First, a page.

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Take a Look at the Factors Behind Rising Rent Across American Cities

Explore the intricacies of America's housing affordability crisis, unveiling challenges faced by renters in finding affordable apartments, particularly in densely populated Northeastern cities.
An exterior view of Housing Development apartment flats at the Commonwealth estate | Getty Images | Photo by Nicky Loh
An exterior view of Housing Development apartment flats at the Commonwealth estate | Getty Images | Photo by Nicky Loh

The quest for affordable housing on rent in the United States has become a challenge with more than half of its renters already allocating more than the standard 30% of their income towards housing costs. Things are worse in cities such as New York, where the rental vacancy rate has plummeted to a historic low of 1.4%, intensifying the struggle for housing. Similarly, Boston reported a tight vacancy rate of 2.6% at the close of the previous year, with both cities boasting some of the nation's highest median rental prices.

Photography of orange and gray building (representative image) | Pexels | Photo by George Becker
Photography of orange and gray building (representative image) | Pexels | Photo by George Becker

This shortage of available apartments is particularly detrimental to lower-income households, exacerbating the hurdles they face in meeting rent obligations. The severe rent burden is evident, with 86% of New York City households earning $25,000 or less, not residing in public housing or utilizing a voucher, grappling with paying over half of their income toward rent. Lower vacancy rates disproportionately favor landlords by elevating rents, further challenging financially strained renters. Increasing the housing supply is a fundamental solution to lowering rents, yet it remains a formidable task, particularly in densely urbanized areas.

The dire need for more housing in New York City, especially for lower-income residents, is underscored by the historically low vacancy rates. The cost associated with moving also poses a significant barrier for renters. In cities like New York, the expenses involved in finding and securing an apartment have surged, with the typical cost reaching $10,000, which is almost a 30% increase from pre-pandemic levels. This hefty financial commitment, encompassing the first and last month's rent along with a broker's fee, often discourages renters from seeking new accommodations.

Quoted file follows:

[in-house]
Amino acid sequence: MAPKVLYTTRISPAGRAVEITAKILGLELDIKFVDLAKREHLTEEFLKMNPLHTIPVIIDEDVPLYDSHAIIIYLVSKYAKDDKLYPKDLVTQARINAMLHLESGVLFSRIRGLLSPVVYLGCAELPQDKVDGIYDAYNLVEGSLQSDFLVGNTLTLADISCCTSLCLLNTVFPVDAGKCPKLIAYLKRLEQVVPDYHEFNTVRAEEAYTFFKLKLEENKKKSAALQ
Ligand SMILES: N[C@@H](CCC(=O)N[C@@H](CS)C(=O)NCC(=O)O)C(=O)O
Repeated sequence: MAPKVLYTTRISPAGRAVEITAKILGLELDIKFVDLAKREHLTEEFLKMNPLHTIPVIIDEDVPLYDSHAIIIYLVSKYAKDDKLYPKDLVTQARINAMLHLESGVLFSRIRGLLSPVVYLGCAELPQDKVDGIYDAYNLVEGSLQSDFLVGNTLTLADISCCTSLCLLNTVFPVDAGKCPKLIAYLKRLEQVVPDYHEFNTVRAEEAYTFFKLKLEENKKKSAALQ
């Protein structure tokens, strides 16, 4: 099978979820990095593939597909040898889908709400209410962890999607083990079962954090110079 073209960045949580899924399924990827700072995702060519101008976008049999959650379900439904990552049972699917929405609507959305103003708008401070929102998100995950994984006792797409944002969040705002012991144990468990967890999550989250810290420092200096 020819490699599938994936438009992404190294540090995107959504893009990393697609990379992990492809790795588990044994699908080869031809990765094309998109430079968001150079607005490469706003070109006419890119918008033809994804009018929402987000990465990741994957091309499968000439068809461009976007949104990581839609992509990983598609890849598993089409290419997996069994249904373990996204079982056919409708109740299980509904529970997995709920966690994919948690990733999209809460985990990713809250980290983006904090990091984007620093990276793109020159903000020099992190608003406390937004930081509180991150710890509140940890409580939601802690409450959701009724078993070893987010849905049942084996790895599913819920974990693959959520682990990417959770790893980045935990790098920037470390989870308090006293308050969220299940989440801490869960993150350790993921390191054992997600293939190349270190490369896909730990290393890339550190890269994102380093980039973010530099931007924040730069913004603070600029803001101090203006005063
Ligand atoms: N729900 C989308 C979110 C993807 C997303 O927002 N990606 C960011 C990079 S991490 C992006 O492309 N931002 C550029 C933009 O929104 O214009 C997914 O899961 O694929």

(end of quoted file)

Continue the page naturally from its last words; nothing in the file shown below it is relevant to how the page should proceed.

For an average New Yorker with a median household income of $74,694, the cost of moving consumes a substantial 14% of their annual income, excluding rent. Additional expenses like pet fees, amenity fees, or move-in fees further burden renters. Notably, the typical rental broker's fee in New York City can vary widely, ranging from one month's rent to a staggering 15% of the annual rent. This fee structure is contingent on the competitiveness of the rental market. While "no-fee" listings provide an alternative, they are often found in high-end, expensive buildings, with last year's average upfront cost for a no-fee listing reaching $8,576.

Park Hill Estate, Sheffield, South Yorkshire, 2006 | Getty Images | Photo by English Heritage
Park Hill Estate, Sheffield, South Yorkshire (representative image) | Getty Images | Photo by English Heritage

On a national scale, the rental vacancy rate is gradually improving after reaching a pandemic low of 5.6% in late 2021, standing at 6.6% in the fourth quarter of 2023. The slow pace of construction for more than a decade has contributed to the housing affordability crisis, with apartment rent growth cooling due to increased apartment building supply.

Southern states boast the nation's highest rental vacancy rate at 8.7%, while the densely packed Northeast reports the lowest vacancy rate at 4.3%. In Austin, Texas, a surge in tech and film companies has fueled population growth, historically resulting in low vacancy rates and higher rental prices. However, recent construction of multifamily buildings has increased housing availability, leading to a 5.4% drop in median rent in December, reaching $1,546. Nationally, despite the continued influx of new residents, last year saw a total of 44.3 million renter households, constituting approximately 34% of all U.S. households. Approximately 317,000 new renter households entered the market in 2023, slightly surpassing pre-pandemic growth trends.

While rising apartment vacancy rates are a positive development for renters, the construction boom of multifamily buildings is beginning to slow down. Higher costs and elevated interest rates for construction loans remain significant challenges for developers. Construction starts on new multifamily buildings plummeted nearly 40% in January compared to the previous year, and new permits for multifamily construction decreased by 27% during the same period. Developers are temporarily scaling back construction due to oversupply in certain areas, signaling a cautious approach amid evolving market dynamics.